Following is a summary projection of the potential cost savings and / or increases that may be occasioned under different scenarios as a result of the establishment of the RAD. These projections are somewhat speculative, but they do provide a starting point for a discussion of the potential impacts that introduction of the RAD could have on the demand for legal aid. In all cases, calculations are based on the number of cases in which leave for judicial review was granted in 2000-01 (see Table 6, above). It is assumed that the percentage of RPD decisions appealed to the RAD will be equivalent to the percentage for which leave for judicial review is currently being sought.  The actual number of decisions that will be appealed to the RAD when it is eventually implemented may be substantially higher than the numbers shown in the calculations that follow. But change in case volume is an independent cost driver that needs to be accounted for separately.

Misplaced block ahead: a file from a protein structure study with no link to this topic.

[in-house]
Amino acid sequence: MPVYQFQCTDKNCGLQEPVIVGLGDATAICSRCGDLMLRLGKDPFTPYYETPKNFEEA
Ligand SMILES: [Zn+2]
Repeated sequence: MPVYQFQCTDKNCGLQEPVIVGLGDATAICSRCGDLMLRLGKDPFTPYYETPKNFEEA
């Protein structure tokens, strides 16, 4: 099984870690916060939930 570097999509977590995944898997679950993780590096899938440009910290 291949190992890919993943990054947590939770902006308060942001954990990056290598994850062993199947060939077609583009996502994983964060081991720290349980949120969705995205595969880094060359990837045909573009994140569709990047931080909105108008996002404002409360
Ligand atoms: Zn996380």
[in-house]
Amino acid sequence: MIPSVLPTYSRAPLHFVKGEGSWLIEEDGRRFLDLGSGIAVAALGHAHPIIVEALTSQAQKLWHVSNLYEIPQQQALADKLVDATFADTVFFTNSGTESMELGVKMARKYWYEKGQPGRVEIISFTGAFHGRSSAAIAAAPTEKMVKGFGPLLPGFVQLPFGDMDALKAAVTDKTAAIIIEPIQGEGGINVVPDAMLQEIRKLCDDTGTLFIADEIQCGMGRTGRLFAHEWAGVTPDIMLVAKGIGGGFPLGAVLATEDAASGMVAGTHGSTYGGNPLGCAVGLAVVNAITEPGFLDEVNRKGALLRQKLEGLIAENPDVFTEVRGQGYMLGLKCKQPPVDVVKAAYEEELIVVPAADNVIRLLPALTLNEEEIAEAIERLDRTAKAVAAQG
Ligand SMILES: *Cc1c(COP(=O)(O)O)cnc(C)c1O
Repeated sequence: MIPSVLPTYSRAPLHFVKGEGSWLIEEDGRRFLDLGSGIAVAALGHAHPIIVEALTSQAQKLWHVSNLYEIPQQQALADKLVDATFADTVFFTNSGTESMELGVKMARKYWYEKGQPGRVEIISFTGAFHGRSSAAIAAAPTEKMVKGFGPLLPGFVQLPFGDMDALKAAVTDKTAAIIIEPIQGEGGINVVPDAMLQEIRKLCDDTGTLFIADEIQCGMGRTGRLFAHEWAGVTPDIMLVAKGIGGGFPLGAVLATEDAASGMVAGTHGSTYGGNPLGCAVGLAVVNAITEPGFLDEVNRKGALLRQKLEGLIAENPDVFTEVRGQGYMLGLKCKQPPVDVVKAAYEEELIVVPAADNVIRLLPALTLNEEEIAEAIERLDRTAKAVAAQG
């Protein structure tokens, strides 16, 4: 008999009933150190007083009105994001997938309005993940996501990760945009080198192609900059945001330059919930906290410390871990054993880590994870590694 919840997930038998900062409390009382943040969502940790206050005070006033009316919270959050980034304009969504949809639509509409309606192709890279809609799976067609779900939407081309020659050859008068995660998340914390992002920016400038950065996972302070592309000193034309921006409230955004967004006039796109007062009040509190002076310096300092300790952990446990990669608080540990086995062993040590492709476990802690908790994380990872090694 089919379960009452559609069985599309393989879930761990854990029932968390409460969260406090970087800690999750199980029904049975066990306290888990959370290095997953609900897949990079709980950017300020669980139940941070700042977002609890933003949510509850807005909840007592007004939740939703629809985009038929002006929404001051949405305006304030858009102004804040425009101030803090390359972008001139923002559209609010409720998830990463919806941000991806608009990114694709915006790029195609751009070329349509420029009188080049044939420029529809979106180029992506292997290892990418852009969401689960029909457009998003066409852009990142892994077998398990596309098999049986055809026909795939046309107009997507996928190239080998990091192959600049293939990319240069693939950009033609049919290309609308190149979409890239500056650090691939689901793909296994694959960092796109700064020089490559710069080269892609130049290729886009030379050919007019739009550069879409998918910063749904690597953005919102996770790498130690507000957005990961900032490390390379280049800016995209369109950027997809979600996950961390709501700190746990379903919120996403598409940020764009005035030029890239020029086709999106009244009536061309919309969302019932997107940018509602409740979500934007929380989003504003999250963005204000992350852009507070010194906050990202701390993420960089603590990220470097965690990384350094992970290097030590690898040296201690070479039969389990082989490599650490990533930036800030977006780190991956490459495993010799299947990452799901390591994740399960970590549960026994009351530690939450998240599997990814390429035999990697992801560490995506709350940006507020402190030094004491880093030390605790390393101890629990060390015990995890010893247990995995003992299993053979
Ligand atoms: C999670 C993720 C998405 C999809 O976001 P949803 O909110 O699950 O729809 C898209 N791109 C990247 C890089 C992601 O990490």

Table 8 presents a summary of anticipated legal aid costs associated with the addition of the new appeal as of right. These calculations are based on three different scenarios respecting the number of leave applications that would be made for judicial review of RAD decisions and respecting the level of judicial deference to RAD decisions. For scenario 1, it is assumed that RAD would resolve all of the cases that are currently being overturned on judicial review plus one-third of the cases for which leave for judicial review is currently being granted. As well it is assumed that increased judicial deference will result in a 50% reduction in the rate at which leave for judicial review is currently being granted.
For scenario 2, it is assumed that the RAD would resolve 75% of the cases that are currently being overturned on judicial review plus one-third of the cases for which leave for judicial review is currently being granted, and that increased judicial deference will result in a 25% reduction in the rate at which leave for judicial review is currently being granted.